In George Small’s “Legacy” Series, the artist explores issues of urban development and life, simultaneously countering yet connecting past with present, man with nature. In these poignantly revealing cast bronze sculptures, powerful work simply bespeaks the realities of encroaching urbanism, incorporating rather jarring icons of the city including guns, knives, chains, etc., Surface treatment includes individualized patina which allow cool shades of green to dance seductively through and around rich, warm tones of rust. Sensitive scratch marks and texturizing further enrich and activate the surfaces. Combining a sensual aesthetic with a blunt depiction of city life, these pieces elucidate the artist’s concomitant admiration and angst for the colossus of the city.
Cast from molds made from real skulls, the “Urban Growth” pieces show cities growing directly from the skull and horns of a ram. These powerful works clearly juxtapose past with present, urbanism in nature. While there is a sense of tragedy in viewing a city as a parasite clinging to the foundation of nature or in witnessing the debris of a man made existence embedded in the purity of nature. In the “Urban Growth” pieces, the geometrical, rigid forms of the city beautifully highlight the spiraling horns and raw lines and raw lines and cracks of the ram’s skull. By virtue of contrast, the “shapes” of nature further heighten the forms of the city. Finally, the ages surfaces of the sculptures remind us that the debris of today will be our history tomorrow.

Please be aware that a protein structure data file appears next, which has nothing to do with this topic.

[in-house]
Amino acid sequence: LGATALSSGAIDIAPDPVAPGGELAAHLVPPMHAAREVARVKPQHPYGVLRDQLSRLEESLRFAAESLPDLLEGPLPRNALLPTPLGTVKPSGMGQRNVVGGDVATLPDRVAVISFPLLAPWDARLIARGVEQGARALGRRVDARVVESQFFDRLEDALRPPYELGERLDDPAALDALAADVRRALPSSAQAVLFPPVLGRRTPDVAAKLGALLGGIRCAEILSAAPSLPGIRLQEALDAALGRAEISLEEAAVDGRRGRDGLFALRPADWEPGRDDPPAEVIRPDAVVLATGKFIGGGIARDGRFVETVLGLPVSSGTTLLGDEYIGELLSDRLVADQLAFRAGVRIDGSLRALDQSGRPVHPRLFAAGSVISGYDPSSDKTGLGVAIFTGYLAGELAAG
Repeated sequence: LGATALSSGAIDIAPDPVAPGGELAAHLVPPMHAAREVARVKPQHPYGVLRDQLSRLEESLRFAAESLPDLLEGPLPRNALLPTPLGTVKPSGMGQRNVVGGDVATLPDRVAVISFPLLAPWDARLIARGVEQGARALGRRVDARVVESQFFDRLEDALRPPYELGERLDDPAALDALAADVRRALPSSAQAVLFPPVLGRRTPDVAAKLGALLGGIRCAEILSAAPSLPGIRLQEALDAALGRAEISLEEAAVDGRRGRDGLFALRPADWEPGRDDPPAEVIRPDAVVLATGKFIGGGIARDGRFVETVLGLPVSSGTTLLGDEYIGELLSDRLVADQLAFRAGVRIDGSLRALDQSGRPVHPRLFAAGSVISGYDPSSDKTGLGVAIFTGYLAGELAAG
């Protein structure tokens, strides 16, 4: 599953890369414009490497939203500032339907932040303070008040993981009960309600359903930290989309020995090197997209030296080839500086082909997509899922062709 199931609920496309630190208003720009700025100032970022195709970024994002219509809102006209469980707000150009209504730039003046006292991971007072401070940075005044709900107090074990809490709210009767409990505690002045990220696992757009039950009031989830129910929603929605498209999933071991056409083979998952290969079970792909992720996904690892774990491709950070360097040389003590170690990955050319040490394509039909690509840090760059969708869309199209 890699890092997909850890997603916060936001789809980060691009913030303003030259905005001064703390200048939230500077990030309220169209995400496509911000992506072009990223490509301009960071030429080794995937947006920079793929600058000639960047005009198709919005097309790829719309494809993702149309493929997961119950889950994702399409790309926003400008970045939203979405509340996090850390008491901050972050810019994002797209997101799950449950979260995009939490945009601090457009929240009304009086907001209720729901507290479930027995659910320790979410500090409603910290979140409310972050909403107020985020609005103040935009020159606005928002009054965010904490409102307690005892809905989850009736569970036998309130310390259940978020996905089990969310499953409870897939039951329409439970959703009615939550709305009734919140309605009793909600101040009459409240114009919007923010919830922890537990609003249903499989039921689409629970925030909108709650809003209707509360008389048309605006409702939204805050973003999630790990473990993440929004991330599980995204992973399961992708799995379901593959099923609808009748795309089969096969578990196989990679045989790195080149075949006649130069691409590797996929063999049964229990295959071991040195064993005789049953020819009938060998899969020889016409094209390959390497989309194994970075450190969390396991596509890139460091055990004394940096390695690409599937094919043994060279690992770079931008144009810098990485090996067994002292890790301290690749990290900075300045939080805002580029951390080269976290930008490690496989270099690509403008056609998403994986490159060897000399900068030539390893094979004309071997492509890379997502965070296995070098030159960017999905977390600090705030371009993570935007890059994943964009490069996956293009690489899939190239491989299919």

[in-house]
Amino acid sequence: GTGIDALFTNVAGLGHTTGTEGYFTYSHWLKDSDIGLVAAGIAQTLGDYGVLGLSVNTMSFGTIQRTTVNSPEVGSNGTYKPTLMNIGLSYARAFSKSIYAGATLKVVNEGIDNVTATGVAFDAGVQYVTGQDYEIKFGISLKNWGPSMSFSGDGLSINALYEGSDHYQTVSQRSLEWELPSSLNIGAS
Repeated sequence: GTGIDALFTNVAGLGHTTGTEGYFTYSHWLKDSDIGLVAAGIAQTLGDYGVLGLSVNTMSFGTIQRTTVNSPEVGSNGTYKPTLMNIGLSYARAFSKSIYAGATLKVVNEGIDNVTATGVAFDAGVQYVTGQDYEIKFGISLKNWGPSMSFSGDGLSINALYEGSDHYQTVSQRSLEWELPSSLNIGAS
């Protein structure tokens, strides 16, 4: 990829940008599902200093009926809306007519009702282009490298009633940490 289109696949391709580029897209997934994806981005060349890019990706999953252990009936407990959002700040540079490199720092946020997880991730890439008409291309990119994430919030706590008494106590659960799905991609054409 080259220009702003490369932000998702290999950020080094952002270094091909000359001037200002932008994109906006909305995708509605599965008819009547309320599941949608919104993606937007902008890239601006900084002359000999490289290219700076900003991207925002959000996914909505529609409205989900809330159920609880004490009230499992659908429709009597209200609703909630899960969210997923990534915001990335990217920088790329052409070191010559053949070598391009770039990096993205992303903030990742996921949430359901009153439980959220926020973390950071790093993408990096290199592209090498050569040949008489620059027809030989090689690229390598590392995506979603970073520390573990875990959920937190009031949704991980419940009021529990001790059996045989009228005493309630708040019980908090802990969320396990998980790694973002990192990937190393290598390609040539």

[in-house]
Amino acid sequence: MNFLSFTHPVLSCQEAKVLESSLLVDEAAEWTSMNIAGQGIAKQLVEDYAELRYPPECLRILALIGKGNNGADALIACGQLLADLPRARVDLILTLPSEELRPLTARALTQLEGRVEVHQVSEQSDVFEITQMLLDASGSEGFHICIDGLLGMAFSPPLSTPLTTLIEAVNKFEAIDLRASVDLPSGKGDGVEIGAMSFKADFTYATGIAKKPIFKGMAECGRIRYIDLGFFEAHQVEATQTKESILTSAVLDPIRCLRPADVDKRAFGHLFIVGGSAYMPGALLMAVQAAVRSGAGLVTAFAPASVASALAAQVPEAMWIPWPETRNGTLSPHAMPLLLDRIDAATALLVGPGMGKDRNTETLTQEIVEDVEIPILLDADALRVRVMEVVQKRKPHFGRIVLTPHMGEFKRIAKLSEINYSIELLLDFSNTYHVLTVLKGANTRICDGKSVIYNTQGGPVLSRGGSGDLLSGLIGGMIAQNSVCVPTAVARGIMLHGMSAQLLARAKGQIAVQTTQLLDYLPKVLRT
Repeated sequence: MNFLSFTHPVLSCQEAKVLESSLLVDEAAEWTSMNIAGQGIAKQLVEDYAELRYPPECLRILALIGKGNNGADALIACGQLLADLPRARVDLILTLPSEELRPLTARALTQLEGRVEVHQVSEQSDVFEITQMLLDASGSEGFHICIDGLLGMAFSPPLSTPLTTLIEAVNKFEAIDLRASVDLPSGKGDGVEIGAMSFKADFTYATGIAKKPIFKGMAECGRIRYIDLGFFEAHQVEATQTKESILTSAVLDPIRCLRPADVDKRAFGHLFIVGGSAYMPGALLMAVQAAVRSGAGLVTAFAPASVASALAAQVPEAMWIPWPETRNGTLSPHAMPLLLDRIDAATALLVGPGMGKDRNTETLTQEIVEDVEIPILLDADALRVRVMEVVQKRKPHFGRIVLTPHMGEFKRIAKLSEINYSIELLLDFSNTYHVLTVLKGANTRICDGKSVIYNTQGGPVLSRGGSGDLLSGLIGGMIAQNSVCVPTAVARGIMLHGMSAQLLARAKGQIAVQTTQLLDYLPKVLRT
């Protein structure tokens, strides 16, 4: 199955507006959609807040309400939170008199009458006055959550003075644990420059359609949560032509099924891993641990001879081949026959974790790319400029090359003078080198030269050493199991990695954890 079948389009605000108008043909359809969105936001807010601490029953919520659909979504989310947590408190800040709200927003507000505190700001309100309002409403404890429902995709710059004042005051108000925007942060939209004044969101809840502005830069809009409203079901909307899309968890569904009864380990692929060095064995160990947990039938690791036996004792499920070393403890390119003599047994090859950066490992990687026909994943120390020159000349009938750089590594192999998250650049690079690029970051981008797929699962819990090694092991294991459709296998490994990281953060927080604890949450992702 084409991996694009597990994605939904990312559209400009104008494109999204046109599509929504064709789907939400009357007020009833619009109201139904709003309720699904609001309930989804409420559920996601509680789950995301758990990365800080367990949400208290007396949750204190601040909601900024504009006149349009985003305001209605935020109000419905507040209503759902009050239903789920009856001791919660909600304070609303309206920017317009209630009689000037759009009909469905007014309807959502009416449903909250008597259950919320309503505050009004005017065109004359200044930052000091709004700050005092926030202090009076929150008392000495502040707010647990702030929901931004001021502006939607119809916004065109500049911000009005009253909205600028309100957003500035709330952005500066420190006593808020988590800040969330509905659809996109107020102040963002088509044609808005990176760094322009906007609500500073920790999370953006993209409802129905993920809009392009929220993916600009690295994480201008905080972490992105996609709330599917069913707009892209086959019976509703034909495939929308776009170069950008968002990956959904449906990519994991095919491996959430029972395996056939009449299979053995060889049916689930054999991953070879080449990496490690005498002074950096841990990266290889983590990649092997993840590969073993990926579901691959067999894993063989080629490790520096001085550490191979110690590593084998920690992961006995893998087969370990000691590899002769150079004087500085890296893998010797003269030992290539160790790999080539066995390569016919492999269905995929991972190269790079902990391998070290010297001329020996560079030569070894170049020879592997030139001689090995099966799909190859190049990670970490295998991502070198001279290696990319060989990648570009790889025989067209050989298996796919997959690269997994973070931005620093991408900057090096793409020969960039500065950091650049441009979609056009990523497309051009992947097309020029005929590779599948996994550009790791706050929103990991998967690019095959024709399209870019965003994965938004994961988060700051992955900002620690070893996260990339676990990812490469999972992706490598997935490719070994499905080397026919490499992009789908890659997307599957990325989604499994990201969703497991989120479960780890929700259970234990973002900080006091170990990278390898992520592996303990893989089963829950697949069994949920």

With later pieces of the series such as “Shining City on the Hill”, Small examines symbol of power, in particular guns. In this work, three handguns standing on their barrels unites at the top to for a sort of pyramid. Out of this structure, noted in history as a symbol of religion and power, grows the city, Fascinated with the gun as an everyday object ranging from toys for children to weapons used to both protect and usurp power, the artist shows the gun becoming the new armature for urban growth. The pistols are the roots which support the city. It powerfully and clearly records the world which surrounds the artist and evidences the objects which become the legacy of our lives.